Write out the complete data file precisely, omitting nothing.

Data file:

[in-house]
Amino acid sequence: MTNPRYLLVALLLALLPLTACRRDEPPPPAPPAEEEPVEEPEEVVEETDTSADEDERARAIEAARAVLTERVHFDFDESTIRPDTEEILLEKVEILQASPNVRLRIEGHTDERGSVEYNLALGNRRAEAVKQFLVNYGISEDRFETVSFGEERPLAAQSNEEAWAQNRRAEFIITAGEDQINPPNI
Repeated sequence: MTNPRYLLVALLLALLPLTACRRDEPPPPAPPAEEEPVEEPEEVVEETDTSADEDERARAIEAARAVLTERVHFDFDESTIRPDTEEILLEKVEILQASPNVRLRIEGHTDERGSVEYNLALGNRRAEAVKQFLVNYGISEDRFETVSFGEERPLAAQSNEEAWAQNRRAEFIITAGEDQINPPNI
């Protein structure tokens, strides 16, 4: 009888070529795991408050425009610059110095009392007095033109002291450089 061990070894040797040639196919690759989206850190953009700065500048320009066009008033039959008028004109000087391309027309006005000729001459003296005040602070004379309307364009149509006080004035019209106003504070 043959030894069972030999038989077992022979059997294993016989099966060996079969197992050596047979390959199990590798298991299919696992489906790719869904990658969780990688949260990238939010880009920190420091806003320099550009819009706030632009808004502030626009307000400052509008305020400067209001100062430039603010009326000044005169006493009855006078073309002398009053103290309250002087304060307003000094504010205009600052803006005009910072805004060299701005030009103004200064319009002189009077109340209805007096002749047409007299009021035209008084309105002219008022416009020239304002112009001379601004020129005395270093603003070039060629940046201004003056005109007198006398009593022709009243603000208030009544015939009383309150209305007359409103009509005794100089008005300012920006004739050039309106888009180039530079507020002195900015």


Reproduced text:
[in-house]
Amino acid sequence: MTNPRYLLVALLLALLPLTACRRDEPPPPAPPAEEEPVEEPEEVVEETDTSADEDERARAIEAARAVLTERVHFDFDESTIRPDTEEILLEKVEILQASPNVRLRIEGHTDERGSVEYNLALGNRRAEAVKQFLVNYGISEDRFETVSFGEERPLAAQSNEEAWAQNRRAEFIITAGEDQINPPNI
Repeated sequence: MTNPRYLLVALLLALLPLTACRRDEPPPPAPPAEEEPVEEPEEVVEETDTSADEDERARAIEAARAVLTERVHFDFDESTIRPDTEEILLEKVEILQASPNVRLRIEGHTDERGSVEYNLALGNRRAEAVKQFLVNYGISEDRFETVSFGEERPLAAQSNEEAWAQNRRAEFIITAGEDQINPPNI
């Protein structure tokens, strides 16, 4: 009888070529795991408050425009610059110095009392007095033109002291450089 061990070894040797040639196919690759989206850190953009700065500048320009066009008033039959008028004109000087391309027309006005000729001459003296005040602070004379309307364009149509006080004035019209106003504070 043959030894069972030999038989077992022979059997294993016989099966060996079969197992050596047979390959199990590798298991299919696992489906790719869904990658969780990688949260990238939010880009920190420091806003320099550009819009706030632009808004502030626009307000400052509008305020400067209001100062430039603010009326000044005169006493009855006078073309002398009053103290309250002087304060307003000094504010205009600052803006005009910072805004060299701005030009103004200064319009002189009077109340209805007096002749047409007299009021035209008084309105002219008022416009020239304002112009001379601004020129005395270093603003070039060629940046201004003056005109007198006398009593022709009243603000208030009544015939009383309150209305007359409103009509005794100089008005300012920006004739050039309106888009180039530079507020002195900015």